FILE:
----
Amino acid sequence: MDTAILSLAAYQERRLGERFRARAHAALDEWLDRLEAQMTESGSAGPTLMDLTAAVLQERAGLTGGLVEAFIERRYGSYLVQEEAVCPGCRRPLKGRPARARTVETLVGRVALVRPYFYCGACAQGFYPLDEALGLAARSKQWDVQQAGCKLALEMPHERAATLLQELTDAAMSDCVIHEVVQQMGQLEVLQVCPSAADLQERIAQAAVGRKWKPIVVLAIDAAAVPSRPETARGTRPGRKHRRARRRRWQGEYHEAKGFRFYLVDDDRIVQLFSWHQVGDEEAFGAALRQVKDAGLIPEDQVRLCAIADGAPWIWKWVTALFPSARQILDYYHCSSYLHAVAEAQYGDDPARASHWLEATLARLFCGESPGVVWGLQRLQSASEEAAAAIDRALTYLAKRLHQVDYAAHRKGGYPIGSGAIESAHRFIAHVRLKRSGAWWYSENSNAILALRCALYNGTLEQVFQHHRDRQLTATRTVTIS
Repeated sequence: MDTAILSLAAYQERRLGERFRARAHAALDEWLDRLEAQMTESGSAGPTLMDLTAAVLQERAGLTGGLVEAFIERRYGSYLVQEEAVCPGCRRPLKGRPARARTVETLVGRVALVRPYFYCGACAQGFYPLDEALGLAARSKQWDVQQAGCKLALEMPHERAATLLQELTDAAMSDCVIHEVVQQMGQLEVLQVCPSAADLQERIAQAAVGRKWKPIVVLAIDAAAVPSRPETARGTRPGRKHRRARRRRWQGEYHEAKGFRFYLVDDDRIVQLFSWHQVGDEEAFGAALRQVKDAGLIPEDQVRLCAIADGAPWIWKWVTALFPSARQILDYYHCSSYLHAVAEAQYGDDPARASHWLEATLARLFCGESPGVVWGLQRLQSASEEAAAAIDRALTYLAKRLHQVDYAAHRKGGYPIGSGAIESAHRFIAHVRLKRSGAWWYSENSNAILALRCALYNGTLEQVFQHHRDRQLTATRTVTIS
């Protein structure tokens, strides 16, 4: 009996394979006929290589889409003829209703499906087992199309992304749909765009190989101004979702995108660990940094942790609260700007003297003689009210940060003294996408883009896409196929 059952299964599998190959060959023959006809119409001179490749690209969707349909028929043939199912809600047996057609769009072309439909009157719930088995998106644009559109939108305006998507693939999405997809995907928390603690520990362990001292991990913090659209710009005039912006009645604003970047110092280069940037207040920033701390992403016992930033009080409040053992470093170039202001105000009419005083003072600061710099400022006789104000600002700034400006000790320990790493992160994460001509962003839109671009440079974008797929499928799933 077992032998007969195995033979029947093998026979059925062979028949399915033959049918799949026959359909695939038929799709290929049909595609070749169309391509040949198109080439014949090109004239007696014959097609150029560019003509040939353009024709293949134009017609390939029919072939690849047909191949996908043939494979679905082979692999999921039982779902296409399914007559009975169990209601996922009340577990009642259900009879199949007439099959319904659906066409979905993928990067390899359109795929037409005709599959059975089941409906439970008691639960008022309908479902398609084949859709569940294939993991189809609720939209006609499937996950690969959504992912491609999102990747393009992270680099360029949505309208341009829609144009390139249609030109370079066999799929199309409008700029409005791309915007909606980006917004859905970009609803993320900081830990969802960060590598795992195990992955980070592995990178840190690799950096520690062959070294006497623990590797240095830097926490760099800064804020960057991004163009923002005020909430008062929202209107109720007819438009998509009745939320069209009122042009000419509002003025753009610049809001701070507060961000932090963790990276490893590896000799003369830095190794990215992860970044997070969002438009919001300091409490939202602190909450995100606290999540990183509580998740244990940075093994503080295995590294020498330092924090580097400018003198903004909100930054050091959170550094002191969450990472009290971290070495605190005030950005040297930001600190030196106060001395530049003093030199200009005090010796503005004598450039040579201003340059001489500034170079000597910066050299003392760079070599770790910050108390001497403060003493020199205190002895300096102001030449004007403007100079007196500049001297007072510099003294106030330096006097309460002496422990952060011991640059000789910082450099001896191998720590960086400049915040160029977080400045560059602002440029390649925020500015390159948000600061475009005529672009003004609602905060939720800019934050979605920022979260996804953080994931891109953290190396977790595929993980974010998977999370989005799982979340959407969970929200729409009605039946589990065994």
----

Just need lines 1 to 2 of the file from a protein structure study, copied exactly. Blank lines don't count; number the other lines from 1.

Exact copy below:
Amino acid sequence: MDTAILSLAAYQERRLGERFRARAHAALDEWLDRLEAQMTESGSAGPTLMDLTAAVLQERAGLTGGLVEAFIERRYGSYLVQEEAVCPGCRRPLKGRPARARTVETLVGRVALVRPYFYCGACAQGFYPLDEALGLAARSKQWDVQQAGCKLALEMPHERAATLLQELTDAAMSDCVIHEVVQQMGQLEVLQVCPSAADLQERIAQAAVGRKWKPIVVLAIDAAAVPSRPETARGTRPGRKHRRARRRRWQGEYHEAKGFRFYLVDDDRIVQLFSWHQVGDEEAFGAALRQVKDAGLIPEDQVRLCAIADGAPWIWKWVTALFPSARQILDYYHCSSYLHAVAEAQYGDDPARASHWLEATLARLFCGESPGVVWGLQRLQSASEEAAAAIDRALTYLAKRLHQVDYAAHRKGGYPIGSGAIESAHRFIAHVRLKRSGAWWYSENSNAILALRCALYNGTLEQVFQHHRDRQLTATRTVTIS
Repeated sequence: MDTAILSLAAYQERRLGERFRARAHAALDEWLDRLEAQMTESGSAGPTLMDLTAAVLQERAGLTGGLVEAFIERRYGSYLVQEEAVCPGCRRPLKGRPARARTVETLVGRVALVRPYFYCGACAQGFYPLDEALGLAARSKQWDVQQAGCKLALEMPHERAATLLQELTDAAMSDCVIHEVVQQMGQLEVLQVCPSAADLQERIAQAAVGRKWKPIVVLAIDAAAVPSRPETARGTRPGRKHRRARRRRWQGEYHEAKGFRFYLVDDDRIVQLFSWHQVGDEEAFGAALRQVKDAGLIPEDQVRLCAIADGAPWIWKWVTALFPSARQILDYYHCSSYLHAVAEAQYGDDPARASHWLEATLARLFCGESPGVVWGLQRLQSASEEAAAAIDRALTYLAKRLHQVDYAAHRKGGYPIGSGAIESAHRFIAHVRLKRSGAWWYSENSNAILALRCALYNGTLEQVFQHHRDRQLTATRTVTIS